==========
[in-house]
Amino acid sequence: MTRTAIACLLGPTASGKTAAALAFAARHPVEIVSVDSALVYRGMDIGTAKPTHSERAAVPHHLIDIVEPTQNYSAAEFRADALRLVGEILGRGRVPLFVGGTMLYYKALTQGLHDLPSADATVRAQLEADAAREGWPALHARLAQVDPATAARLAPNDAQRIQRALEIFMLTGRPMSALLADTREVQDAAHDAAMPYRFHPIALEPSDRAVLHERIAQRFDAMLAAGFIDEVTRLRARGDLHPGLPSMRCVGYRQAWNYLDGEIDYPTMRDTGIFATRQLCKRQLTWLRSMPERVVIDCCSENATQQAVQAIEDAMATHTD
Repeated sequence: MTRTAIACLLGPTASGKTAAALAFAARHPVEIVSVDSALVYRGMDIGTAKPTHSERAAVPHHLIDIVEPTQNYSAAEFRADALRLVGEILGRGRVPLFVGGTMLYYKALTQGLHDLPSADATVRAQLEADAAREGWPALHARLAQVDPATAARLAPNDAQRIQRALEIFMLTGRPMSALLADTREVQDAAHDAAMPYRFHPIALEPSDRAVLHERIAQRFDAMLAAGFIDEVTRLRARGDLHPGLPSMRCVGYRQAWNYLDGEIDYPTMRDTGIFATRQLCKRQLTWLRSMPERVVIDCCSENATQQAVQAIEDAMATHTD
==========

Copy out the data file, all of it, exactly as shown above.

[in-house]
Amino acid sequence: MTRTAIACLLGPTASGKTAAALAFAARHPVEIVSVDSALVYRGMDIGTAKPTHSERAAVPHHLIDIVEPTQNYSAAEFRADALRLVGEILGRGRVPLFVGGTMLYYKALTQGLHDLPSADATVRAQLEADAAREGWPALHARLAQVDPATAARLAPNDAQRIQRALEIFMLTGRPMSALLADTREVQDAAHDAAMPYRFHPIALEPSDRAVLHERIAQRFDAMLAAGFIDEVTRLRARGDLHPGLPSMRCVGYRQAWNYLDGEIDYPTMRDTGIFATRQLCKRQLTWLRSMPERVVIDCCSENATQQAVQAIEDAMATHTD
Repeated sequence: MTRTAIACLLGPTASGKTAAALAFAARHPVEIVSVDSALVYRGMDIGTAKPTHSERAAVPHHLIDIVEPTQNYSAAEFRADALRLVGEILGRGRVPLFVGGTMLYYKALTQGLHDLPSADATVRAQLEADAAREGWPALHARLAQVDPATAARLAPNDAQRIQRALEIFMLTGRPMSALLADTREVQDAAHDAAMPYRFHPIALEPSDRAVLHERIAQRFDAMLAAGFIDEVTRLRARGDLHPGLPSMRCVGYRQAWNYLDGEIDYPTMRDTGIFATRQLCKRQLTWLRSMPERVVIDCCSENATQQAVQAIEDAMATHTD